Sunday, January 04, 2009

I learned the wrong skills

This is partly why I mislike reunions of nearly any sort. People start asking the deadly questions, the ones that go... Are you dating anyone? When will you get married? Just what are you doing for a living now?  Automatically we start self-checking, comparing, evaluating relative worth in the most haphazard ways. Am I making enough money? Am I working in the field I originally studied for? Just how useless was my college education anyway? 

When my friend Nina started asking me (asking herself) similar questions it dawned on me that Kiosaki (Rich Dad, Poor Dad) was right: growing up, we learned all the wrong skills. We never learned to schmooze, we never learned to prioritize money over learning. We fought with our parents, never realizing that our youthful ideals were nothing more than the fever dream of a youngish old man who never graduated from high school puppy love. Why couldn't we have played ball with the folks-- taken the courses they wanted us to, gotten the good grades, joined the right fraternity and whatnot--  and done our own thing after we got our safe jobs? 

My friend Burt basically said to me once that people who climbed Everest because it was there were nucking futs. Life was all about-- and I liberally paraphrase here-- getting rich, buying a house and car, attracting a girl with big boobs, marrying her, having lots of sex, popping out kids and settling down. Those who didn't think this way were likely prissy artistes who... well, at least Oscar Wilde (lucky bastard) was comfortable in his artistic uselessness.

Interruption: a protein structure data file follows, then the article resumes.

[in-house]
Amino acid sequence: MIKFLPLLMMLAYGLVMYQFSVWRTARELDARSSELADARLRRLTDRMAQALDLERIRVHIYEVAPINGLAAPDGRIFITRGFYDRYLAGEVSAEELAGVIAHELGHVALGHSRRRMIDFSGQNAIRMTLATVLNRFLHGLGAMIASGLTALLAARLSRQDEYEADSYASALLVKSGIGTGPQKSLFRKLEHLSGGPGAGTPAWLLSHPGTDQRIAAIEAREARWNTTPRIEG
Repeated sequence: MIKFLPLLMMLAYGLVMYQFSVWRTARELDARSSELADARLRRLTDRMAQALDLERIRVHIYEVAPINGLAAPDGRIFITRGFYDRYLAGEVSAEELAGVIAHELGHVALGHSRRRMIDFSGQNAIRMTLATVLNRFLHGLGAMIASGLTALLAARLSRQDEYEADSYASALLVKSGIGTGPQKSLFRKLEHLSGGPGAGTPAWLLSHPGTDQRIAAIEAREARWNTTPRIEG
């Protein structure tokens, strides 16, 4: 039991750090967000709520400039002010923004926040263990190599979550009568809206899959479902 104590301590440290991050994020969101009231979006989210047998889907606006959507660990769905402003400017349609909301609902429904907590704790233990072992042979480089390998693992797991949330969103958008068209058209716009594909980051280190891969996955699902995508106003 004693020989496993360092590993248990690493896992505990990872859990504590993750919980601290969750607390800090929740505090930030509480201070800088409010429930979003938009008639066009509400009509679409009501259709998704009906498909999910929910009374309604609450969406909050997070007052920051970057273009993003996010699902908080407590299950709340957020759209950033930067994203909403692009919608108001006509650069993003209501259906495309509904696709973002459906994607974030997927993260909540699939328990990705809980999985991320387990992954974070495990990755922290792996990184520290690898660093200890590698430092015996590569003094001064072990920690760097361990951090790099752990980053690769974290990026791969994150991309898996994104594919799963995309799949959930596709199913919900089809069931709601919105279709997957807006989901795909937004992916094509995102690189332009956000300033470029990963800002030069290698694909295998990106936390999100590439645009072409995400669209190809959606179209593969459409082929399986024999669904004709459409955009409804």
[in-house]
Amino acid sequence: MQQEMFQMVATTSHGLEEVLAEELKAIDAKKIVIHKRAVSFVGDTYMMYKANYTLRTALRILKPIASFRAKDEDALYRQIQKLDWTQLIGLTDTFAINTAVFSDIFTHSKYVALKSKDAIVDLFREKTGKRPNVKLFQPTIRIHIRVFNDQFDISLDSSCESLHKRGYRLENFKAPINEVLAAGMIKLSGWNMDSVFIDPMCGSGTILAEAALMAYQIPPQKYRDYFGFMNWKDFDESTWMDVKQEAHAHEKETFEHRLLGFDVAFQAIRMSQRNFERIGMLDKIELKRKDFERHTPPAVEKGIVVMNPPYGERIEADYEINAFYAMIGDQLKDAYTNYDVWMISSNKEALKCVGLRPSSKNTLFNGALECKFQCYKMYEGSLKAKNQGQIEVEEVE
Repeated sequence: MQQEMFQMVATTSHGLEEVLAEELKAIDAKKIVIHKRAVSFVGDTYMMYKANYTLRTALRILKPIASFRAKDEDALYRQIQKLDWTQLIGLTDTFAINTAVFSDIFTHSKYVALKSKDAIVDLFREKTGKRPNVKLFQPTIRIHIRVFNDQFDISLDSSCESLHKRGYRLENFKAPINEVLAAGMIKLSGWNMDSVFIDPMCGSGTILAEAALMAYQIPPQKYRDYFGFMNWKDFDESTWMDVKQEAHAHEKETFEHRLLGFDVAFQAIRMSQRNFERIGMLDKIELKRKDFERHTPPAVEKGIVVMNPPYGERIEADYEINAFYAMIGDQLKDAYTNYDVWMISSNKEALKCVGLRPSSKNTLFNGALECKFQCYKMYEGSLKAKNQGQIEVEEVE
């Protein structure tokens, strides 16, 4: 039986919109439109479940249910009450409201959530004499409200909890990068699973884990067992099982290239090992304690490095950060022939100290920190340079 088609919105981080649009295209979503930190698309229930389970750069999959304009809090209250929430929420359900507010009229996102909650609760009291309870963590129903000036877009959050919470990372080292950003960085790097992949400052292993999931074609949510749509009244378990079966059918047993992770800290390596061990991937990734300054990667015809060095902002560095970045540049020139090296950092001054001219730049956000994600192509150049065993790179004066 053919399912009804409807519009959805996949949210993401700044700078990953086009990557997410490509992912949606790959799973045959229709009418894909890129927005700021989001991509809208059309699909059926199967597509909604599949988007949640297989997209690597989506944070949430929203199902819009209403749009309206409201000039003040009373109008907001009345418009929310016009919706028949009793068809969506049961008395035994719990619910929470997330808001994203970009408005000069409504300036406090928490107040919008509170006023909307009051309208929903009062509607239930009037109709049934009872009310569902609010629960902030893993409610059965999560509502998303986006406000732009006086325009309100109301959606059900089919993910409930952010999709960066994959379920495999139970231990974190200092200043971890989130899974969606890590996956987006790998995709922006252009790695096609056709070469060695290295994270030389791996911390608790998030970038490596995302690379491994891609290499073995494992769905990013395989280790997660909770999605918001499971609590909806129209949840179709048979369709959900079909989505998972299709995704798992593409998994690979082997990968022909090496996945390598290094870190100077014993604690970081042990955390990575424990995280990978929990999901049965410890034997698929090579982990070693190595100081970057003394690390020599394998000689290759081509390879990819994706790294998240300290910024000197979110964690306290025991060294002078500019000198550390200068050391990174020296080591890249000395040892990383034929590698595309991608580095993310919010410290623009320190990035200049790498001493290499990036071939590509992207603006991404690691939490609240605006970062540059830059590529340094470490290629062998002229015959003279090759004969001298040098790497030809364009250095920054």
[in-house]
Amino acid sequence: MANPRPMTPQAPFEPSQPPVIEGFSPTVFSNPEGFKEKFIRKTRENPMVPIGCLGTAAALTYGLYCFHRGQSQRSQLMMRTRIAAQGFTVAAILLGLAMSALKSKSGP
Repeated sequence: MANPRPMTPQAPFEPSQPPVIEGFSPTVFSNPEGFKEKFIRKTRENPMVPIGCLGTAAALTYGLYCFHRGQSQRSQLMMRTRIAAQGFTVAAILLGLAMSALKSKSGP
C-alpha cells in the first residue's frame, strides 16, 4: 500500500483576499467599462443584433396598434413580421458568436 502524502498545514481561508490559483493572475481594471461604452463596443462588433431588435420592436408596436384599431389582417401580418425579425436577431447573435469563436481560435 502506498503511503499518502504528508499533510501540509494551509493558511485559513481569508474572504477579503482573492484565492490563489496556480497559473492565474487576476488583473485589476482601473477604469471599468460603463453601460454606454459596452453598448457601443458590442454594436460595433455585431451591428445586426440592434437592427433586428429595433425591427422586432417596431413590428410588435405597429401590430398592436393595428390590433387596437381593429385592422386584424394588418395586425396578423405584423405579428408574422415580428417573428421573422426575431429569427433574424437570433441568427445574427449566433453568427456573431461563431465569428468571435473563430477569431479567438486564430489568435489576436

I'm not. 

Growing up, I learned all the wrong lessons. I'll be honest and state that I may be too old a dog to learn the not-so-new tricks. I'll likely die poor, with nothing to give my life value except the little achievements that parents and people at reunions laugh at. But at least I'll change what I can. I can't be Christian and discount the fact that God loves everyone equally-- but that's what makes it moot. We're all affected equally by gravity--in fact we couldn't live without it-- but that doesn't dilute our admiration for the people who manage to fly.         

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